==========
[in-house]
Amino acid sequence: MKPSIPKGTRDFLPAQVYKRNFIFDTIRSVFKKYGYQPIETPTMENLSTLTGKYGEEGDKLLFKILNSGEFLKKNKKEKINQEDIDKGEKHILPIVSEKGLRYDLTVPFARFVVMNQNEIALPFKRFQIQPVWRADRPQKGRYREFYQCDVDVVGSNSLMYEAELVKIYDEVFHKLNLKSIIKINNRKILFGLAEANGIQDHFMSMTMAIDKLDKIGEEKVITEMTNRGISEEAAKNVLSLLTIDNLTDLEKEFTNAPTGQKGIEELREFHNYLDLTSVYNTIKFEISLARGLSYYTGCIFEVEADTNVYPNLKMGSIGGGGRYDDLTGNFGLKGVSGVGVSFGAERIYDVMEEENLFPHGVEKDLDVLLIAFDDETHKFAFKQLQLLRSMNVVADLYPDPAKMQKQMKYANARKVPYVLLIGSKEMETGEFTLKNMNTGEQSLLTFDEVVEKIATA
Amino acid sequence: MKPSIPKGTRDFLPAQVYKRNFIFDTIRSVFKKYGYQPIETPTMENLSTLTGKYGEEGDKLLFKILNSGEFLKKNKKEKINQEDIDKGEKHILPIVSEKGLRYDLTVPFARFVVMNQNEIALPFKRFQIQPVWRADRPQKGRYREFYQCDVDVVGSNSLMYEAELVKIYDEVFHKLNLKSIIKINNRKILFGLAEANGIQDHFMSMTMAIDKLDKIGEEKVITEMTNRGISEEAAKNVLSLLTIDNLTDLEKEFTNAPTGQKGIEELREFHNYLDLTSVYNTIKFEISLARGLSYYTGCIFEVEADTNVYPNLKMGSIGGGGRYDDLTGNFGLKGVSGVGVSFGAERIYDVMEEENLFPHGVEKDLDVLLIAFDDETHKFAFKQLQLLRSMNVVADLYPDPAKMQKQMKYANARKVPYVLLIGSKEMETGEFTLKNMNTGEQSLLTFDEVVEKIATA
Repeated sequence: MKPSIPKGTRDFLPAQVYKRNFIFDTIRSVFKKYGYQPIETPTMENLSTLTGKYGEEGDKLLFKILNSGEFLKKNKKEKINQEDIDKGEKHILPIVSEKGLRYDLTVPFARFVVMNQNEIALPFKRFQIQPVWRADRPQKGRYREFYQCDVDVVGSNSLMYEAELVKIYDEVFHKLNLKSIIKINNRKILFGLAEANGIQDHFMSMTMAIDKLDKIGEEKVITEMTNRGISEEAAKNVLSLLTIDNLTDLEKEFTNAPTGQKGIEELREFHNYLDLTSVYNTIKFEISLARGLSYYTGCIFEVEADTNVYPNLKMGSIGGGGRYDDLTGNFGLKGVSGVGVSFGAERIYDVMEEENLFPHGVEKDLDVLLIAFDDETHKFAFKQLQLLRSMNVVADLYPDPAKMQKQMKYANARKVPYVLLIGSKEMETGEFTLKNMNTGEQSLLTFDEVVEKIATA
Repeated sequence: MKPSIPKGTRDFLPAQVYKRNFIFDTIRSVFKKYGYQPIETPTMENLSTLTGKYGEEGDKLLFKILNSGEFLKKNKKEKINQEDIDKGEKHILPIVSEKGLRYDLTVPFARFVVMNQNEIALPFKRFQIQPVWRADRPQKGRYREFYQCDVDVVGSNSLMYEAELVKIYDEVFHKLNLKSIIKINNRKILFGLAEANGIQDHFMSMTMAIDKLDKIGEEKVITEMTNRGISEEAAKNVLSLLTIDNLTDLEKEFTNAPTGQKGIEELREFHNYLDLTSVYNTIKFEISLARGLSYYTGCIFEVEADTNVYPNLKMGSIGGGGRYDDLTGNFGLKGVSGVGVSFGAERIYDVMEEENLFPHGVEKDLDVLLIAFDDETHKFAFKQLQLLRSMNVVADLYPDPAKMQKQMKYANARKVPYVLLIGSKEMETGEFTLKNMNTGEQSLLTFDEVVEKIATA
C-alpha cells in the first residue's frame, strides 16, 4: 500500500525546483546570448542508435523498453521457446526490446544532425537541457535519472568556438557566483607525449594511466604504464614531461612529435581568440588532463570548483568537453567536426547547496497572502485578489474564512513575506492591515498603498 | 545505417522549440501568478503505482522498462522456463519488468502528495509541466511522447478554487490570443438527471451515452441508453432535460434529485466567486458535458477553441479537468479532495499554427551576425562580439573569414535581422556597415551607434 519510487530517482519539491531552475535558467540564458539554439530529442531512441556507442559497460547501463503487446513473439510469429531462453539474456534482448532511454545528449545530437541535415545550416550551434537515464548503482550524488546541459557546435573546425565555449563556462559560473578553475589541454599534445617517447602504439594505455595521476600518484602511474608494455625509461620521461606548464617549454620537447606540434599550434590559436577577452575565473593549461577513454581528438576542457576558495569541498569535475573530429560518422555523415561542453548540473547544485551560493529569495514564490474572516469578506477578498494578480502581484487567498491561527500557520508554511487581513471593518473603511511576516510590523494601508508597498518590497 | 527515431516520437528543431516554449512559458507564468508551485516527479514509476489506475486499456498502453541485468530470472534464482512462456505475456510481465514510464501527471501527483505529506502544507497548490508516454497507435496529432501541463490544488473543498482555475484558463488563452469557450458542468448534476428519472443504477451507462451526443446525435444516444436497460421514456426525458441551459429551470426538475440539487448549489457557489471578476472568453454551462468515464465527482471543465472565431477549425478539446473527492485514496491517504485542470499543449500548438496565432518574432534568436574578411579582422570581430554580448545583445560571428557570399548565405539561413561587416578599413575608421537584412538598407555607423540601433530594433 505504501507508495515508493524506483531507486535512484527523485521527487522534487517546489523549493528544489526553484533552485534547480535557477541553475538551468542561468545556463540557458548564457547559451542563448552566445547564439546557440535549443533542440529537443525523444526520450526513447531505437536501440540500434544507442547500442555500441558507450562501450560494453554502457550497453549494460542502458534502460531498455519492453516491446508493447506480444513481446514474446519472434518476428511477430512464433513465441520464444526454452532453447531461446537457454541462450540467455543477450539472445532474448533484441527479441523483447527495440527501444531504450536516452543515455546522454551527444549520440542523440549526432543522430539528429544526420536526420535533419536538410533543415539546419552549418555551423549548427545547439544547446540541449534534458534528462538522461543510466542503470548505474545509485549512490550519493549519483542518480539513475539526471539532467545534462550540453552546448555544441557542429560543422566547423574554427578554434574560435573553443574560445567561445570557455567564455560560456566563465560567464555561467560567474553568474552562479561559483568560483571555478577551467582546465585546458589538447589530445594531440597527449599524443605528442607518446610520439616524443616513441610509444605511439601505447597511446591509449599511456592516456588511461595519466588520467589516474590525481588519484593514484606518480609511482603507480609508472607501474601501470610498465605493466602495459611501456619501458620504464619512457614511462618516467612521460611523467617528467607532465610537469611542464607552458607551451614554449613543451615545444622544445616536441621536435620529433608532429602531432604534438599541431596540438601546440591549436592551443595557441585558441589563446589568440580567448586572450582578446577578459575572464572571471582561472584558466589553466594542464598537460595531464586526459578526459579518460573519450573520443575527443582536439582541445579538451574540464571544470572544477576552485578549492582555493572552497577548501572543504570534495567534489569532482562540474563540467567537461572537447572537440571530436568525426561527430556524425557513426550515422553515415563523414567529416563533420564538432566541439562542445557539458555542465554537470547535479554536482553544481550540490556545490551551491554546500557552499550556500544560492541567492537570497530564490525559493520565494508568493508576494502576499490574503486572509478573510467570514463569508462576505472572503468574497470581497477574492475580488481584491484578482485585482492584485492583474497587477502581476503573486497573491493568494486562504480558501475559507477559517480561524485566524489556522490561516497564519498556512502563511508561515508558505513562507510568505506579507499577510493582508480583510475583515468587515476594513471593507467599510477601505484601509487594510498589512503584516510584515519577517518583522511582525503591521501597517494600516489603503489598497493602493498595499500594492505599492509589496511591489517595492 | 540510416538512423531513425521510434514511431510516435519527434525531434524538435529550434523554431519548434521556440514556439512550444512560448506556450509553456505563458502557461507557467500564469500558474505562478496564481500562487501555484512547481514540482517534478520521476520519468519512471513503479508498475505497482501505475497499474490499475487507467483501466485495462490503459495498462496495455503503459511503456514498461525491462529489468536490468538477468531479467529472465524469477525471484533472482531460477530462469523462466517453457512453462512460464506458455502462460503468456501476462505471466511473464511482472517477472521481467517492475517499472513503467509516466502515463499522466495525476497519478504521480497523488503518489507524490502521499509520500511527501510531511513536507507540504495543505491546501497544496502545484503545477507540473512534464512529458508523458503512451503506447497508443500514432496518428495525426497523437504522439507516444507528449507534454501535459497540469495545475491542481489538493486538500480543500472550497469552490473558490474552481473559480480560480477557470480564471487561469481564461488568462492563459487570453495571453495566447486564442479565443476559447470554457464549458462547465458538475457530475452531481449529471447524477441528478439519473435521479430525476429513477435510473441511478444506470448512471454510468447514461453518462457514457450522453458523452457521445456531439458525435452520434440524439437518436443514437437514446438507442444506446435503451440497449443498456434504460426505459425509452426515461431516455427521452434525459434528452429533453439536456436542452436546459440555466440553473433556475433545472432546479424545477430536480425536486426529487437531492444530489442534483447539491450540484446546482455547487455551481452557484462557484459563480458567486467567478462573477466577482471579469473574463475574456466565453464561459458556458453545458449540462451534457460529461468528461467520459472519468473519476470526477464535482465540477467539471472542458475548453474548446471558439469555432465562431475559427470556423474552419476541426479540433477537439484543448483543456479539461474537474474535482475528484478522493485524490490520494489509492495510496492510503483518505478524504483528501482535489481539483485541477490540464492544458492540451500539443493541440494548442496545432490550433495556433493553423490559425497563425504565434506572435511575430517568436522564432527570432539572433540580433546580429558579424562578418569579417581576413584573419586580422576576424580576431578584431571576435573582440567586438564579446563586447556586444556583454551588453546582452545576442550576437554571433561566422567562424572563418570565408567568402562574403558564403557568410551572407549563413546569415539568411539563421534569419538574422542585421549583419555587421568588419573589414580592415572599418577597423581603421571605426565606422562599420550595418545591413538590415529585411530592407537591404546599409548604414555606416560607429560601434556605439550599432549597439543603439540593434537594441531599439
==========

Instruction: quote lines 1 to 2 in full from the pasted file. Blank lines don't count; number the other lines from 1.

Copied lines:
[in-house]
Amino acid sequence: MKPSIPKGTRDFLPAQVYKRNFIFDTIRSVFKKYGYQPIETPTMENLSTLTGKYGEEGDKLLFKILNSGEFLKKNKKEKINQEDIDKGEKHILPIVSEKGLRYDLTVPFARFVVMNQNEIALPFKRFQIQPVWRADRPQKGRYREFYQCDVDVVGSNSLMYEAELVKIYDEVFHKLNLKSIIKINNRKILFGLAEANGIQDHFMSMTMAIDKLDKIGEEKVITEMTNRGISEEAAKNVLSLLTIDNLTDLEKEFTNAPTGQKGIEELREFHNYLDLTSVYNTIKFEISLARGLSYYTGCIFEVEADTNVYPNLKMGSIGGGGRYDDLTGNFGLKGVSGVGVSFGAERIYDVMEEENLFPHGVEKDLDVLLIAFDDETHKFAFKQLQLLRSMNVVADLYPDPAKMQKQMKYANARKVPYVLLIGSKEMETGEFTLKNMNTGEQSLLTFDEVVEKIATA